Monday, October 31, 2011

Monday Mailbox - No Tricks, Just Treats

Mailbox Monday is the gathering place for readers to share the books that came into their house recently, but here's a warning: Mailbox Monday can lead to envy, toppling TBR piles and humongous wish lists!

Created by Marcia at The Printed Page, Mailbox Monday, now has its own blog. Hosting  this month by Savvy Verse & Wit has been an absolute treat.  Be sure to stop by to see what others got in their Trick or Treat mailboxes this week.

This is a consolidated Mailbox list for Tutu covering the past few weeks.  I've been traveling and have tried to keep down review requests piling up at the Post Office while I'm away, so some are virtual arrivals in my NOOK.

From Macmillan Audio comes a copy of Pulitzer Prize winner Jeffrey Eugenides' latest.  This one should get me through many long hours of needlework in the upcoming winter.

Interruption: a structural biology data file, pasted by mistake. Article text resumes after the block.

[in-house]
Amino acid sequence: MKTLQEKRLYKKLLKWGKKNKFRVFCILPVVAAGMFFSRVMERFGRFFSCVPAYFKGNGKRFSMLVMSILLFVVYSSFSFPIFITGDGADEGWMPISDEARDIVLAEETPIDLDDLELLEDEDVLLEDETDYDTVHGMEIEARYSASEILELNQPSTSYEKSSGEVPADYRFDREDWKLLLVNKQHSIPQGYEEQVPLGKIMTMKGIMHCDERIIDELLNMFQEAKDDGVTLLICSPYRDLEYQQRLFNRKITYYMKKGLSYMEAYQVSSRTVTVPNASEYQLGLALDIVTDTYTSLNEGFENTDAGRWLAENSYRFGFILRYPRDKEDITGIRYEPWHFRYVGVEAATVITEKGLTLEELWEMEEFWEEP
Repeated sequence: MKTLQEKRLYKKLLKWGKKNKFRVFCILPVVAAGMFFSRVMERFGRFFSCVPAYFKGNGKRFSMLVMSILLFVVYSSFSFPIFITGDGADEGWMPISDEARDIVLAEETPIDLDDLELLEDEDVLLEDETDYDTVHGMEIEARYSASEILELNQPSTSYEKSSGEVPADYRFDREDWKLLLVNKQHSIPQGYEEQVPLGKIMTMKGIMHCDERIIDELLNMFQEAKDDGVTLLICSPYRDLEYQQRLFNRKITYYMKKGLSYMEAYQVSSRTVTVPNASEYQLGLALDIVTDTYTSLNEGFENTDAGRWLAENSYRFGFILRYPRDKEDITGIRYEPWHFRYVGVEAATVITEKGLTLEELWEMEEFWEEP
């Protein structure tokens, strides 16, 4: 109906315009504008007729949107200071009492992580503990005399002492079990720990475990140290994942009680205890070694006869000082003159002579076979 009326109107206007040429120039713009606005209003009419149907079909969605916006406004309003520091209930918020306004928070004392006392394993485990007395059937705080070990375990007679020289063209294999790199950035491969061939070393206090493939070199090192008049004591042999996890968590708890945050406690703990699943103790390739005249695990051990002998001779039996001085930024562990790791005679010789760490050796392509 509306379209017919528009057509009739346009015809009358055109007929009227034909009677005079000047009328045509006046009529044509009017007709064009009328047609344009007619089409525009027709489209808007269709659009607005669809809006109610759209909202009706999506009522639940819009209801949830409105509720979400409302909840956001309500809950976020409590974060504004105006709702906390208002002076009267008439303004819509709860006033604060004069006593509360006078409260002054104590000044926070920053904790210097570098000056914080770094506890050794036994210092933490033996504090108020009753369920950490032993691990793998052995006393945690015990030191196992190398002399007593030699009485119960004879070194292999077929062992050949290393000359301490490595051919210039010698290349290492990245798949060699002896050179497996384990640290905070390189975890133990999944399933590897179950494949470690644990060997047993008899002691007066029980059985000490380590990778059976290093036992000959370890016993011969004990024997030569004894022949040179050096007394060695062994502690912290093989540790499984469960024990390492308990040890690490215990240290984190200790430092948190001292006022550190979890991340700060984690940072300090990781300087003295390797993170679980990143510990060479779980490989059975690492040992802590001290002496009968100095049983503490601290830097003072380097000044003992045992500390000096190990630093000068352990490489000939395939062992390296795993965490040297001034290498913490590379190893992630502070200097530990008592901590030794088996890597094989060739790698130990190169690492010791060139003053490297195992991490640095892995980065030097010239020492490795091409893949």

"There is no happiness in love, except at the end of an English novel." — Anthony Trollope, Barchester Towers

Madeleine Hanna was the dutiful English major who didn't get the memo. While everyone else in the early 1980s was reading Derrida, she was happily absorbed with Jane Austen and George Eliot: purveyors of the marriage plot that lies at the heart of the greatest English novels. Madeleine was the girl who dressed a little too nicely for the taste of her more bohemian friends, the perfect girlfriend whose college love life, despite her good looks, hadn't lived up to expectations.

But now, in the spring of her senior year, Madeleine has enrolled in a semiotics course "to see what all the fuss is about," and, for reasons that have nothing to do with school, life and literature will never be the same. Not after she falls in love with Leonard Morten--charismatic loner, college Darwinist and lost Oregon boy--who is possessed of seemingly inexhaustible energy and introduces her to the ecstasies of immediate experience. And certainly not after Mitchell Grammaticus--devotee of Patti Smith and Thomas Merton--resurfaces in her life, obsessed with the idea that Madeleine is destined to be his mate.